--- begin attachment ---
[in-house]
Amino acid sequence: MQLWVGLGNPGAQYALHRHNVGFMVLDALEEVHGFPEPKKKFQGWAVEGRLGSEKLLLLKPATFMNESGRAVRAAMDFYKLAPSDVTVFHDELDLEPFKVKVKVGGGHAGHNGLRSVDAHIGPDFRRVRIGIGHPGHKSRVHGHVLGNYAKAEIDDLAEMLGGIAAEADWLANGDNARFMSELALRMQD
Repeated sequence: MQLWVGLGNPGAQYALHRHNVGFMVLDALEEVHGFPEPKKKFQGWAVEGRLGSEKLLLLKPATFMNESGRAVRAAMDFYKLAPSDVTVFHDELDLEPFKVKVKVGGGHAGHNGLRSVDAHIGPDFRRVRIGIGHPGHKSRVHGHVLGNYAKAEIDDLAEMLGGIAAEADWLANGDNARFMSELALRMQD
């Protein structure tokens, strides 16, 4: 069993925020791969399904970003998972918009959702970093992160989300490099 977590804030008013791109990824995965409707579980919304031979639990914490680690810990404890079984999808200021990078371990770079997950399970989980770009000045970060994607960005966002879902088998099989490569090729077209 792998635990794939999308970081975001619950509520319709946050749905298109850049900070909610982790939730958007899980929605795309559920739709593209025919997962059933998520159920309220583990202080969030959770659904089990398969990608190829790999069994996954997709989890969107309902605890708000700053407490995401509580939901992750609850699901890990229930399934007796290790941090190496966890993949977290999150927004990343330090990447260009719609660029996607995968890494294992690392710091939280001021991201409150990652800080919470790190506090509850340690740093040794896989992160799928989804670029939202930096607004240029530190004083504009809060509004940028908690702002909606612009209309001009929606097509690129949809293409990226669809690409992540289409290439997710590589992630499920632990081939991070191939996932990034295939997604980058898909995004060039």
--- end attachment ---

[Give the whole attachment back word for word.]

[in-house]
Amino acid sequence: MQLWVGLGNPGAQYALHRHNVGFMVLDALEEVHGFPEPKKKFQGWAVEGRLGSEKLLLLKPATFMNESGRAVRAAMDFYKLAPSDVTVFHDELDLEPFKVKVKVGGGHAGHNGLRSVDAHIGPDFRRVRIGIGHPGHKSRVHGHVLGNYAKAEIDDLAEMLGGIAAEADWLANGDNARFMSELALRMQD
Repeated sequence: MQLWVGLGNPGAQYALHRHNVGFMVLDALEEVHGFPEPKKKFQGWAVEGRLGSEKLLLLKPATFMNESGRAVRAAMDFYKLAPSDVTVFHDELDLEPFKVKVKVGGGHAGHNGLRSVDAHIGPDFRRVRIGIGHPGHKSRVHGHVLGNYAKAEIDDLAEMLGGIAAEADWLANGDNARFMSELALRMQD
């Protein structure tokens, strides 16, 4: 069993925020791969399904970003998972918009959702970093992160989300490099 977590804030008013791109990824995965409707579980919304031979639990914490680690810990404890079984999808200021990078371990770079997950399970989980770009000045970060994607960005966002879902088998099989490569090729077209 792998635990794939999308970081975001619950509520319709946050749905298109850049900070909610982790939730958007899980929605795309559920739709593209025919997962059933998520159920309220583990202080969030959770659904089990398969990608190829790999069994996954997709989890969107309902605890708000700053407490995401509580939901992750609850699901890990229930399934007796290790941090190496966890993949977290999150927004990343330090990447260009719609660029996607995968890494294992690392710091939280001021991201409150990652800080919470790190506090509850340690740093040794896989992160799928989804670029939202930096607004240029530190004083504009809060509004940028908690702002909606612009209309001009929606097509690129949809293409990226669809690409992540289409290439997710590589992630499920632990081939991070191939996932990034295939997604980058898909995004060039």